"Spinal," Conoid Rocking Chair

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Project by Simeond posted 09-09-2012 01:50 AM 3881 views 17 times favorited 14 comments Add to Favorites Watch

Two-legged rocking chair with a “spine” back. I made this for a customer. It was also in a furniture show last night and had about 200 people sit in it. This one was a challenge. There is a discussion of the design stage here:

Comments, criticism definately welcome!

-- "...a band of small discoveries, strung like pearls on a thread of curiosity, lending richness to our work...." - James Krenov.......

14 comments so far

View D_Allen's profile


495 posts in 3861 days

#1 posted 09-09-2012 02:32 AM

Count me out…my recliner does just fine.
Real nice workmanship though.

-- Website is finally up and

View DaddyT's profile


267 posts in 4587 days

#2 posted 09-09-2012 03:05 AM

Thats one of the coolest chairs Ive ever seen!!

-- Jimi _ Measure twice, cut [email protected]#%#[email protected]!!!......measure twice, cut....

View redryder's profile


2393 posts in 4178 days

#3 posted 09-09-2012 07:13 AM

I’m always a fan of different. You’ve met that goal. I like the contrasting wood colors and the “legs”.

Comfort?? I’ll have to take your word for it….....................

-- mike...............

View Jamie Speirs's profile

Jamie Speirs

4168 posts in 3933 days

#4 posted 09-09-2012 09:12 AM

I love it

It is a tough challenge though

well worth the effort.


-- Who is the happiest of men? He who values the merits of others, and in their pleasure takes joy, even as though 'twere his own. --Johann Wolfgang von Goethe

View Kookaburra's profile


749 posts in 3301 days

#5 posted 09-09-2012 12:30 PM

What a conversation piece! I would have been one of those 200 – I would no be able to resist sitting in it just to see if it really were comfortable.

The side view is especially spine-y. I am going off now to read through your blog to see how you ensured adequate strength in that backbone.

A work of art!

-- Kay - Just a girl who loves wood.

View Clint Searl's profile

Clint Searl

1533 posts in 3438 days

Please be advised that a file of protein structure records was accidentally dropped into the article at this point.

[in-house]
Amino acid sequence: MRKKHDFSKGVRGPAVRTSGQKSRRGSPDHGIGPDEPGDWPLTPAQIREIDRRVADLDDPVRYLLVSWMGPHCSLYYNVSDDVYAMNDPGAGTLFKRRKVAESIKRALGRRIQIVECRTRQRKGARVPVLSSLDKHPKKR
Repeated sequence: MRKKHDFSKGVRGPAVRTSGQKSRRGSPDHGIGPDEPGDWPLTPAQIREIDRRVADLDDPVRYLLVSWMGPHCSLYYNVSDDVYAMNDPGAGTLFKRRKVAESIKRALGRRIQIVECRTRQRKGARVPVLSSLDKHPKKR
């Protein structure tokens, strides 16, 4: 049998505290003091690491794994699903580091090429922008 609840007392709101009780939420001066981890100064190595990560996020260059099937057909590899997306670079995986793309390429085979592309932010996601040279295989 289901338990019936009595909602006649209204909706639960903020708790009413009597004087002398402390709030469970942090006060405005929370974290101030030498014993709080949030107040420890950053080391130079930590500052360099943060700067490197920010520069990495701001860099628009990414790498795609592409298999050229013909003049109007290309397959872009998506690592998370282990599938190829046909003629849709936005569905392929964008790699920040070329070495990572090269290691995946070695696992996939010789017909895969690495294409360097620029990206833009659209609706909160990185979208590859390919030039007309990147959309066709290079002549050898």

#6 posted 09-09-2012 12:34 PM

Most imaginative.

-- Clint Searl....Ya can no more do what ya don't know how than ya can git back from where ya ain't been

View Monte Pittman's profile

Monte Pittman

30615 posts in 3415 days

#7 posted 09-09-2012 01:43 PM

Love how unique it is. Beautiful work.

-- Nature created it, I just assemble it.

View HalDougherty's profile


1820 posts in 4314 days

#8 posted 09-09-2012 02:59 PM

Beautiful chair! Very unique design. I’m impressed.

-- Hal, Tennessee

View Bluepine38's profile


3391 posts in 4162 days

#9 posted 09-09-2012 03:37 PM

Not quite my cup of tea, but it does look beautiful. You took the customer’s request and built her a chair that
was requested and made it look good as well as functioning as it was supposed to. You had fun and made
money, you can not beat that. Thank you for sharing with us.

-- As ever, Gus-the 80 yr young apprentice carpenter

View Simeond's profile


101 posts in 3481 days

#10 posted 09-09-2012 09:41 PM

Thanks all for your kind comments.

The spine back is attached to the seat by a 3/4” x 2” x 2” bridle joint, and then it continues underneath the chair to attach to the stretcher in a mortise/tenon joint. It is very sturdy in the front/back direction (which is the primary direction of pressure), but not at sturdy in the side/side direction. It don’t think it would break, but more stability might be good.

-- "...a band of small discoveries, strung like pearls on a thread of curiosity, lending richness to our work...." - James Krenov.......

View gfadvm's profile


14940 posts in 3767 days

#11 posted 09-10-2012 12:49 AM

That is soooo cool! Arms attached to the legs and back would probably stouten the lateral stability. Great job on the design and build.

-- " I'll try to be nicer, if you'll try to be smarter" gfadvm

View SPHinTampa's profile


567 posts in 4762 days

#12 posted 09-10-2012 12:21 PM

Cool rocker … I am curious as to the science behind the design … did you pick the curve in the back support based on fitting to a person or a set of measurements? Did you pick the graduation in the width of the back supports based on appearance or function?

-- Shawn, I ask in order to learn

View Fishinbo's profile


11362 posts in 3252 days

#13 posted 09-10-2012 08:42 PM

I like the design.
Something rare and exceptional.
Keep making innovative designs.

View Simeond's profile


101 posts in 3481 days

#14 posted 09-11-2012 03:00 AM


I would call it pseudo-science. I made a full-scale MDF mock-up and tweaked the curve and angles of the back supports to my own back. On thing I will likely do with this mock-up is to make it adjustable, so that it can change from customer to customer.

Truly, the bigger engineering issue is the angle of the leg to the seat and the leg to the rocker – and then where along the rocker’s length to attach the leg. The combination of these three are what determine whether the rocker “takes you into the rocking motion” in a natural flow or whether you have to “work at” rocking the chair.

The graduation in width of the back supports are aesthetic. The graduation in height, however, was done to ensure solid support at lower and upper back (for me, at least – who’s 6’1”).

-- "...a band of small discoveries, strung like pearls on a thread of curiosity, lending richness to our work...." - James Krenov.......

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